Soy vs cow milkHome » Latest issue » Good, issue 6 » Soy vs cow milk
Bean juice sounds pretty unappetising—but drinking the breast milk of another species is also a little weird. So which is better for the environment: lactating cows or squeezed beans?
We buy milk so frequently that it’s thrown in the trolley with barely a thought. But there’s more than one way to wet your Weet-Bix—and there’s more to milk than just its taste, price and the colour of the lid.
New Zealand’s a dairy nation. Most of us never question why we drink milk. And it can come as a surprise—especially to city kids—that cows, like any other mammal, need a baby to make milk.
Here’s how dairying works. Cows are mated or inseminated each spring, and give birth 9½ months later. After their first feed, calves are removed from their mothers, who understandably get upset. Male calves (bulls) are slaughtered for veal or raised for beef; females (heifers) are usually raised as dairy cows. From age two they produce a calf, and milk, every year for up to six years, before going to the freezing works.
Apart from humans, no mammals drink milk after infancy, let alone milk from a different species. Even then, only a minority, generally Caucasians, drink cow’s milk. Still, we’ve been doing it since animals were domesticated around 8,000 BCE, and most Kiwis reckon milk tastes pretty good.
Milk has some pluses. It practically comes from our own backyards, so it’s low in food miles. It’s relatively unprocessed, although pasteurising and homogenising require a fair bit of energy. (You can drink it raw; see good.net.nz/rawmilk.) Despite recent price rises, it’s still cheap—approximately $2.10 per litre compared with around $3.30 for a litre of soy milk. And though we may miss glass milk bottles, plastic bottles are light to transport, meaning fewer emissions, and are recyclable almost everywhere in New Zealand.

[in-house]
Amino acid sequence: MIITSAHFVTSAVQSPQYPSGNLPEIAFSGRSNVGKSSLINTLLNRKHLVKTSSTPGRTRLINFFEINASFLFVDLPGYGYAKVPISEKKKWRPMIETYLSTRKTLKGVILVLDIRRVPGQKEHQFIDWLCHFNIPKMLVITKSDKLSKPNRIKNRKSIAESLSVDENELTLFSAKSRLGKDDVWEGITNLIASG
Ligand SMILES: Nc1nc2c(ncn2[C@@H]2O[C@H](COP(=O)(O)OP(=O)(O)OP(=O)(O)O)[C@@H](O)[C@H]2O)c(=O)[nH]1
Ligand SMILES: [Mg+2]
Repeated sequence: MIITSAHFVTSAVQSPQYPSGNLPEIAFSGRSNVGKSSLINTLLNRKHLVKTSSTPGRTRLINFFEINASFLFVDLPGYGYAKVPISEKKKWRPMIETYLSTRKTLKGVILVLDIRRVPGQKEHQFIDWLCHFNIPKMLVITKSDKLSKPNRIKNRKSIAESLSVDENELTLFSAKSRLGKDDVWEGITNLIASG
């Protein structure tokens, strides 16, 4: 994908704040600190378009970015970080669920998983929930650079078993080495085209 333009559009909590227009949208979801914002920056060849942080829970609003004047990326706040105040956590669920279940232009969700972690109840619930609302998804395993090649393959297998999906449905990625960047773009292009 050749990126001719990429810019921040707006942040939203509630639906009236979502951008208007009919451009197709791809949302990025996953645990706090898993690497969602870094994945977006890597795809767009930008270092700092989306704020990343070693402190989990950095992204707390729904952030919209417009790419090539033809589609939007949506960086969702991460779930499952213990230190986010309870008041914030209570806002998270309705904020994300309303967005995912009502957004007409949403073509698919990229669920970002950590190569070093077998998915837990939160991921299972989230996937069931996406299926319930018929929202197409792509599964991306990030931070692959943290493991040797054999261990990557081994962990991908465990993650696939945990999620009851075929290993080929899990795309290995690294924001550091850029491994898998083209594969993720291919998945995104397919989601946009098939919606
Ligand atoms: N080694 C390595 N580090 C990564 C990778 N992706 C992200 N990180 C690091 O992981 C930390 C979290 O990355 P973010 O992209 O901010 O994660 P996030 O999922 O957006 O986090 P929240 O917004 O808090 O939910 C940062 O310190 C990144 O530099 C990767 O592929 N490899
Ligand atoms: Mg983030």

Soy milk, by contrast, usually comes in Tetra Pak cartons, recyclable by only a handful of city councils. It has more miles on it, too: all the big soy brands sold here are made in Australia—the Vitasoy and Home Brand ranges from Australian-grown soybeans and Sanitarium and Pam’s soy milks from US-grown soybeans. Of course, beans also have to be ground, their fibre removed and water, sugar, calcium, vitamins and minerals added. That all requires energy.
What does soy milk have going for it? It’s lactose- and cholesterol-free, with less saturated fat than cow’s milk, yet it provides more essential fatty acids. Women who regularly consume soy milk are 70 percent less likely to have a heart attack or stroke; men are 70 percent less likely to develop prostate cancer. Two big issues—genetic modification and Amazon deforestation—don’t affect Kiwi soy milk drinkers. None of our major brands touch either GM or South American-grown beans.
Unlike cows, soy plants don’t belch methane or excrete nitrogen-rich waste, both of which contribute massively to climate change. Livestock generate 18 percent of the world’s greenhouse gas emissions—more than the world’s transport combined. Dairy farming also consumes vast amounts of water and pollutes New Zealand’s waterways.
Unpatriotic it may be, but on greenhouse gas and animal welfare grounds, soy milk is looking like the better choice.
Cost aside, switching to soy is much like moving from full-cream milk to trim—and didn’t everyone do that in the 80s? Take time to adjust to soy milk’s new taste and texture and to find a flavour you enjoy. Some organic brands can taste quite ‘beany’; others hint at vanilla. If you still can’t stand the stuff, consider buying organic cow’s milk from small farmers who are committed to ethical animal welfare and environmental practices.